Archiver > GENEALOGY-DNA > 2009-12 > 1260329851

From: "Anatole Klyosov" <>
Subject: Re: [DNA] R-U152 and R-L21 on the European Continent
Date: Tue, 8 Dec 2009 22:37:31 -0500
References: <>

From: "Alister John Marsh" <>

>I suspect that STR mutations have relatively similar mutation behaviour now
>to millions of years ago.
>But that does not mean that STRs mutate randomly, with each mutation event
>having 50% chance of being a mutation up or down.

Dear John,

Frankly, I do not have a slightest desire to convince anyone in power of
science and,
concurrently, in its weakness at any given moment of time. Science is never
because it is conducted by people. It is never complete, finished, done.

If I see that I cannot convince, I easily give up with my attempts to
convince, and just
refer to mine and other's studies. It does not help, though, because people
who are in
doubt do not like to read. Why bother, right? It is so comfortable to be in
doubt, since
you are not responsible for an answer, either way. It is so easy and
comfortable to sit
on a fence watching the game down there.

Back to your specific comment. No, it does not mean that the mutations
always go randomly.
However, they do not have to. I would not like to flash with my own studies,
far less to claim
that they are necessarily complete and free of flaws. However, I have
analyzed specifically
non-randomness (asymmetry) of mutations in haplotypes, from m=0.5 (complete
to m=1 (complete one-sidedness), and developed an approach to handle those
cases with
any "m" value. The theory and practical examples are published in the last
issue of J. Genet.
Geneal. Hence, non-randomness is not a problem whatsoever in calculations of

>As we keep saying, if we can recover good Y-DNA from well dated
>archaeological sites, it would give some good data to verify the
>of statistical analysis of mutations.

Again, you should read the literature. There are good examples already of
what you are
"keep saying". Let me give you just a few. I have published in June of 2008
that TMRCA
of German R1a1 haplotypes is 4700 years (with a certain margin of error). A
few months
later Haak at all published on excavated R1a1 in Germany with dating of 4600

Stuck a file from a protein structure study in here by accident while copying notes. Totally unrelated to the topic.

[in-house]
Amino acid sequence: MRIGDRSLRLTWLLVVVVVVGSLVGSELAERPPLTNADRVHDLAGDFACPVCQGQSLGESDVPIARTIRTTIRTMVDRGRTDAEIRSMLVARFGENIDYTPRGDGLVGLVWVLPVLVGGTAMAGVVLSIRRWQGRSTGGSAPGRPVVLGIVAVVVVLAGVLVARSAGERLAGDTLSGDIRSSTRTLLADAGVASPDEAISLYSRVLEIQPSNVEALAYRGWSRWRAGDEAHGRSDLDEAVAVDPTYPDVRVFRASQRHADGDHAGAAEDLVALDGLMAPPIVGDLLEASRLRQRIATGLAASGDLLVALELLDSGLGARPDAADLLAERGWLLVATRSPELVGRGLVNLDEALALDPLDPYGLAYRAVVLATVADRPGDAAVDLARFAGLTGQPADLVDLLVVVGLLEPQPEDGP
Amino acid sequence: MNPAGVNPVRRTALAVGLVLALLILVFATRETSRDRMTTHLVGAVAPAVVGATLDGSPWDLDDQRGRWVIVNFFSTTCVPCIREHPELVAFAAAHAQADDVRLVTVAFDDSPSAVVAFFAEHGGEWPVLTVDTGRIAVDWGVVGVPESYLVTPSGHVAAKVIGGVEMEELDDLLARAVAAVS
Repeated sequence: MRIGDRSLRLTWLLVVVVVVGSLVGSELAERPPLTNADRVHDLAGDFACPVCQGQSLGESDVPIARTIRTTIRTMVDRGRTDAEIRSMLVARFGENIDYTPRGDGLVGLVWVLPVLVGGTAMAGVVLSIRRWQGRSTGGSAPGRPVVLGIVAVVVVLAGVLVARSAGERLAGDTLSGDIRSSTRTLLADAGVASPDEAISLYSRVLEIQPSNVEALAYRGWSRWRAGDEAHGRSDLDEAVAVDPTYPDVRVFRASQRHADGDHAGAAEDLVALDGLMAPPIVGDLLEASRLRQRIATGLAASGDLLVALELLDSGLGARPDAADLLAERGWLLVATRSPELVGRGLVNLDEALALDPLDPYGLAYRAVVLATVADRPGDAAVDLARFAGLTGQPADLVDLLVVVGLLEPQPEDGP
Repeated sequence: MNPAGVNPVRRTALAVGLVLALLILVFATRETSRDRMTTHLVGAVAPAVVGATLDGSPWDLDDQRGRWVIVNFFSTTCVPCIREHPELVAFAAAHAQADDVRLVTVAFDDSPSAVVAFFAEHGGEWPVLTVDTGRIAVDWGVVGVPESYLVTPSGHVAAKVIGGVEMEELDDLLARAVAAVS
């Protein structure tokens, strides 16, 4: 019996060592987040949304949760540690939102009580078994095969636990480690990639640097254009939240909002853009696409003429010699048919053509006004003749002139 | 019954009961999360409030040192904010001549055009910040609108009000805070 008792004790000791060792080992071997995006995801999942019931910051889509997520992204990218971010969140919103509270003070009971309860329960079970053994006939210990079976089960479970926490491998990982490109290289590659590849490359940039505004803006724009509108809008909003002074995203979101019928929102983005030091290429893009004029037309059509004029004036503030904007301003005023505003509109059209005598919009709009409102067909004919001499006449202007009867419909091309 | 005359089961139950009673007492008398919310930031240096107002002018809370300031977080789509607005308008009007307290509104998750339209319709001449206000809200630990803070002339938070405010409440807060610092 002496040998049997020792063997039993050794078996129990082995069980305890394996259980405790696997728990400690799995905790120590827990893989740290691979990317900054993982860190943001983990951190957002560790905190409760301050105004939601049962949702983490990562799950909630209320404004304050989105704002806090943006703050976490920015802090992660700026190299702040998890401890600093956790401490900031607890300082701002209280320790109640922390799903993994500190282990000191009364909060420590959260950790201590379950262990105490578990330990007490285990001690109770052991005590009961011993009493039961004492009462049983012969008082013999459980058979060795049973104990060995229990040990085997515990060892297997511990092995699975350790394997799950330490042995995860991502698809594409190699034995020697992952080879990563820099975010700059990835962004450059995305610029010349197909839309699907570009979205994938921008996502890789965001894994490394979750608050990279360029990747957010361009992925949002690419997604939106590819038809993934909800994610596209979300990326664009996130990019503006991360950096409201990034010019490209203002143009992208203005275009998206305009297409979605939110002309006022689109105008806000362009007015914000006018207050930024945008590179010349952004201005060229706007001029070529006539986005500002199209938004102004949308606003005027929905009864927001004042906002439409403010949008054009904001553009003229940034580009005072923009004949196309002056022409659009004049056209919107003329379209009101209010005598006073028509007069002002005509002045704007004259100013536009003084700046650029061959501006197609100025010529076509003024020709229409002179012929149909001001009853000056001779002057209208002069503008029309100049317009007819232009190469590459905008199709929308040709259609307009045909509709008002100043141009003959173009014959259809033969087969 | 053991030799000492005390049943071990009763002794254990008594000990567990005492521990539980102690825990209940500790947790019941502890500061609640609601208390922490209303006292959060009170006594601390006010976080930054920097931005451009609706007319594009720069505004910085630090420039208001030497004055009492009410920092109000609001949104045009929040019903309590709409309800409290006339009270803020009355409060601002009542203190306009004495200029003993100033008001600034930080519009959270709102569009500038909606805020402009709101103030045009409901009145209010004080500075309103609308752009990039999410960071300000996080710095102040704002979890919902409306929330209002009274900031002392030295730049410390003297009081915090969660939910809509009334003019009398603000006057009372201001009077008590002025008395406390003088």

I have published a series of works on R1a1 on the Russian Plain with TMRCA
of 4750 ybp,
and their migrations to the East with arriving to Ural Mountains at about
4000 ybp and moving
down to India at about 3600 ybp. Recently Keyser et al have published on
excavated R1a1
in South Siberia, just East of Ural, with dating between 3800 and 3400 ybp.
"Indo-European" R1a1 haplotypes have the TMRCA of 4050 ybp, in a good line
with the above.
I have published data on Native American haplotypes with the TMRCA of 16,000
ybp, which is
in a good line with archaeological data, and gave a number of references to
the data in the last issue
of JGG. According to my published data on the Jewish and Arabic haplotypes,
the Jews
and the Arabs split (in J1 group) 4,000 ybp(plus-minus a margin of error,
all in the publication),
which is in a good line with independent estimates.

The list goes on and on. According to calculations of haplotypes, a "young"
Scandinavian R1a1 branch
has the TMRCA of 1500 ybp, in the middle of the 1st millennium AD, and their
ancestral haplotypes
show a good match with those from the Russian Plain and with a set of
Central Asia haplotypes.
Ask David F., and he would gladly confirm that archaeological and other data
confirm an arrival
of the Asians (or, more carefully, people from the East) to Scandinavia in
the middle of the 1st millennium.

The thing with the skeptics is that they do not read and they do not listen.